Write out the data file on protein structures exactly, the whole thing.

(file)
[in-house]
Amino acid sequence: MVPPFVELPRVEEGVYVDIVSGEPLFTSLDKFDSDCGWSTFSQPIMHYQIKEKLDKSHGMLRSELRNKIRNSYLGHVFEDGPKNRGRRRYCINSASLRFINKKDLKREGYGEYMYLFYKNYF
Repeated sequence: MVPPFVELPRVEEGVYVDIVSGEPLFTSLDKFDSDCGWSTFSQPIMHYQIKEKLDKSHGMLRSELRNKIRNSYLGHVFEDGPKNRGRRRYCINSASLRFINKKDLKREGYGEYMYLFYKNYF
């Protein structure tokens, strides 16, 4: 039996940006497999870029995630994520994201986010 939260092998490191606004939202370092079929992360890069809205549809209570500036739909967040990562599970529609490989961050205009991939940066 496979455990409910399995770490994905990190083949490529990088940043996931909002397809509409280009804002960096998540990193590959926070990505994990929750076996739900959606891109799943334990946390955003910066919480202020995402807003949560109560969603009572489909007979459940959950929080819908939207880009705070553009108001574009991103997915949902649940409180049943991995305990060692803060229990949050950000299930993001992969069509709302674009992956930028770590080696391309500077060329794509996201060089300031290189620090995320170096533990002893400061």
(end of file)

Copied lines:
[in-house]
Amino acid sequence: MVPPFVELPRVEEGVYVDIVSGEPLFTSLDKFDSDCGWSTFSQPIMHYQIKEKLDKSHGMLRSELRNKIRNSYLGHVFEDGPKNRGRRRYCINSASLRFINKKDLKREGYGEYMYLFYKNYF
Repeated sequence: MVPPFVELPRVEEGVYVDIVSGEPLFTSLDKFDSDCGWSTFSQPIMHYQIKEKLDKSHGMLRSELRNKIRNSYLGHVFEDGPKNRGRRRYCINSASLRFINKKDLKREGYGEYMYLFYKNYF
């Protein structure tokens, strides 16, 4: 039996940006497999870029995630994520994201986010 939260092998490191606004939202370092079929992360890069809205549809209570500036739909967040990562599970529609490989961050205009991939940066 496979455990409910399995770490994905990190083949490529990088940043996931909002397809509409280009804002960096998540990193590959926070990505994990929750076996739900959606891109799943334990946390955003910066919480202020995402807003949560109560969603009572489909007979459940959950929080819908939207880009705070553009108001574009991103997915949902649940409180049943991995305990060692803060229990949050950000299930993001992969069509709302674009992956930028770590080696391309500077060329794509996201060089300031290189620090995320170096533990002893400061």